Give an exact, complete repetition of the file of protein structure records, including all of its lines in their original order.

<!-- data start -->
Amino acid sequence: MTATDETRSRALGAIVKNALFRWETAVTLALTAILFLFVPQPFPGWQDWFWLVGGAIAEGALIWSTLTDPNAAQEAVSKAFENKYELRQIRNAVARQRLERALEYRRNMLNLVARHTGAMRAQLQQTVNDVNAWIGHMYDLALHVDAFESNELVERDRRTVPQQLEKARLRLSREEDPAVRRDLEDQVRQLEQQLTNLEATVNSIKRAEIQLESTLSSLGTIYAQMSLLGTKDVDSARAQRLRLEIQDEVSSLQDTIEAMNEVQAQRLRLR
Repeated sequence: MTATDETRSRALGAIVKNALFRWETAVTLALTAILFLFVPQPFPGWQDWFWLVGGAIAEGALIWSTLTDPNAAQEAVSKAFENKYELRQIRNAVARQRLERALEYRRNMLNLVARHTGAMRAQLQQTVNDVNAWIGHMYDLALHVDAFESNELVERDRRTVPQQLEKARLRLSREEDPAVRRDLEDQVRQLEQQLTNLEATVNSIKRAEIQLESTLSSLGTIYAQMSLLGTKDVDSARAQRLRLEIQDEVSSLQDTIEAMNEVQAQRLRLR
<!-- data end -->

Amino acid sequence: MTATDETRSRALGAIVKNALFRWETAVTLALTAILFLFVPQPFPGWQDWFWLVGGAIAEGALIWSTLTDPNAAQEAVSKAFENKYELRQIRNAVARQRLERALEYRRNMLNLVARHTGAMRAQLQQTVNDVNAWIGHMYDLALHVDAFESNELVERDRRTVPQQLEKARLRLSREEDPAVRRDLEDQVRQLEQQLTNLEATVNSIKRAEIQLESTLSSLGTIYAQMSLLGTKDVDSARAQRLRLEIQDEVSSLQDTIEAMNEVQAQRLRLR
Repeated sequence: MTATDETRSRALGAIVKNALFRWETAVTLALTAILFLFVPQPFPGWQDWFWLVGGAIAEGALIWSTLTDPNAAQEAVSKAFENKYELRQIRNAVARQRLERALEYRRNMLNLVARHTGAMRAQLQQTVNDVNAWIGHMYDLALHVDAFESNELVERDRRTVPQQLEKARLRLSREEDPAVRRDLEDQVRQLEQQLTNLEATVNSIKRAEIQLESTLSSLGTIYAQMSLLGTKDVDSARAQRLRLEIQDEVSSLQDTIEAMNEVQAQRLRLR